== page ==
Have you been injured? you may have a case.
  • This field is for validation purposes and should be left unchanged.
GET A FREE CONSULTATION

Wake up! Drowsy driving causes more deadly car accidents than we ever imagined

August 15, 2016 by Steven M. Gursten

AAA-FTS study shows drowsy driving involved in 21% of ‘fatal crashes’ — rather than 2.5% of car wrecks as officials previously estimated

tired-eyes-driver

Drowsy driving is involved in 1 of every 5 fatal crashes in the U.S.

But almost no one knows just how dangerous and deadly drowsy driving truly is.

In fact, until a study by the AAA-Foundation For Traffic Safety provided a bright-eyed “wake-up-call” about the real and prevalent dangers of drowsy driving and fatal car accidents, governmental safety officials had estimated that only “2.5% of fatal crashes involve a drowsy driver.”

Now we know.

The AAA-FTS’s “Prevalence of Motor Vehicle Crashes Involving Drowsy Drivers, United States, 2009–2013” study shows that previous statistics on car wrecks caused by drowsy driving were a gross, underestimation of the real prevalence of this threat we all face on our roads when driving:

“21% of fatal crashes [“crashes in which a person was killed”] involve a drowsy driver.”

This is an important study because it draws the public’s — and lawmakers’ — attention to a safety issue that accident lawyers like me — who devote their legal careers already know all too well: Over-tired, sleepy drivers are dangerous and, too often, deadly drivers.

Indeed, in my previous auto law blog post, “Who’s the most dangerous driver – Texting, drunk, high or drowsy?,” I pointed out the fact that drowsy drivers are “nearly 5 times as likely to crash” as a driver who had 8 or more hours of sleep.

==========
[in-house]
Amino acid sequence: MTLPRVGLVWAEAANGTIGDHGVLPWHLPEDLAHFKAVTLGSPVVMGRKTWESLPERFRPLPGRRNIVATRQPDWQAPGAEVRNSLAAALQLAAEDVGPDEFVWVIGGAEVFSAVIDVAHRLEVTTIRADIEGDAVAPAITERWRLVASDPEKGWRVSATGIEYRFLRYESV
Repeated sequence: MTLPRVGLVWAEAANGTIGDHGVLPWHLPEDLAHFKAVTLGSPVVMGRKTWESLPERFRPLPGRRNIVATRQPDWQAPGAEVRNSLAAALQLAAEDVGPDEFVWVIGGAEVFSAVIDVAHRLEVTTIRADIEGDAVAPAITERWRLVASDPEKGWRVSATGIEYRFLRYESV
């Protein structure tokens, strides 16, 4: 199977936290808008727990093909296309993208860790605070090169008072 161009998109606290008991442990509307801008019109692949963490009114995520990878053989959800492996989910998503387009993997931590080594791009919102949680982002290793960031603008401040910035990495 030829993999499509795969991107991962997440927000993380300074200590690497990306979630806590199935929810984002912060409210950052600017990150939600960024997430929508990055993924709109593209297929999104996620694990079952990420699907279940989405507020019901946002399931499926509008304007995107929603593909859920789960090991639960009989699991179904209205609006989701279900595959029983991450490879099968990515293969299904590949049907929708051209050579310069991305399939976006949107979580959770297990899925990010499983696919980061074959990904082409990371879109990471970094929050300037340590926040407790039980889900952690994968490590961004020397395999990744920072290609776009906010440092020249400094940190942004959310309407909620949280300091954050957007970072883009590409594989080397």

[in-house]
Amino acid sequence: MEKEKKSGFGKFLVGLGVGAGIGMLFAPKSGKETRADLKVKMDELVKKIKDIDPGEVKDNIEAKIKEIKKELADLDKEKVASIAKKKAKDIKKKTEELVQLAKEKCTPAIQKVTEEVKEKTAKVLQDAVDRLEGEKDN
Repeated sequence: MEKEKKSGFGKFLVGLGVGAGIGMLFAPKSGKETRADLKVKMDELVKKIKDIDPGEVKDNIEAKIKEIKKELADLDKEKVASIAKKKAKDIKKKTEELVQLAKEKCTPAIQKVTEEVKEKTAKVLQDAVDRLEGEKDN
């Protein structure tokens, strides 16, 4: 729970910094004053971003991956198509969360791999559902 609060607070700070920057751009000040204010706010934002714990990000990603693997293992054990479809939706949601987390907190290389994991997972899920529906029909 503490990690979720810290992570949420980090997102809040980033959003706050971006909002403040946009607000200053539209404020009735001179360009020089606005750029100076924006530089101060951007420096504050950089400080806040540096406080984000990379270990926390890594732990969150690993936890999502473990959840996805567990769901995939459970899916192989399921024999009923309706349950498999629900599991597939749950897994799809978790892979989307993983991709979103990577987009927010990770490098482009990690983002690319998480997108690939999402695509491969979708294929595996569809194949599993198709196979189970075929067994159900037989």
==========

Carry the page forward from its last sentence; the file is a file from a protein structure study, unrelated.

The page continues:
Given the dangers posed by drowsy driving, I’ve called on the Michigan Legislature to enact a law specifically prohibiting drowsy driving — just like the state has criminalized texting while driving and drunk and drug-impaired driving.

Drowsy driving and injury-related car accidents

“Fatal crashes” wasn’t the only category of wrecks in which governmental safety officials had underestimated the prevalence of drowsy driving.

Whereas official statistics had suggested that “2.2% of crashes that result in injuries” involved a drowsy driver, the AAA-FTS study concluded the following:

  • “7% of crashes that result in any injuries” involved “a drowsy driver”;
  • “13% of crashes that result in severe injuries requiring hospitalization” involved “a drowsy driver.”

Drowsy driving and car crashes requiring a tow

The AAA-FTS study reported that, in contrast to “[o]fficial government statistics [which] suggest that 1.4% of all crashes … involve a drowsy driver, “as many as 6% of all crashes in which a passenger vehicle is towed from the scene” involved a drowsy driver.

[Community Guidelines]

Need more information?
  • This field is for validation purposes and should be left unchanged.
Related Posts
What to do after an Uber accident or Lyft accident
What to do after an Uber or Lyft accident
February 18, 2019
Driver Responsibility Fee in Michigan - -Waived 2018
No more…Michigan Driver Responsibility Fee Waived in 2018
October 11, 2018
Top driving tips for safe Labor Day weekend trips
August 31, 2018
5 Shares
Share
Tweet
Share
Email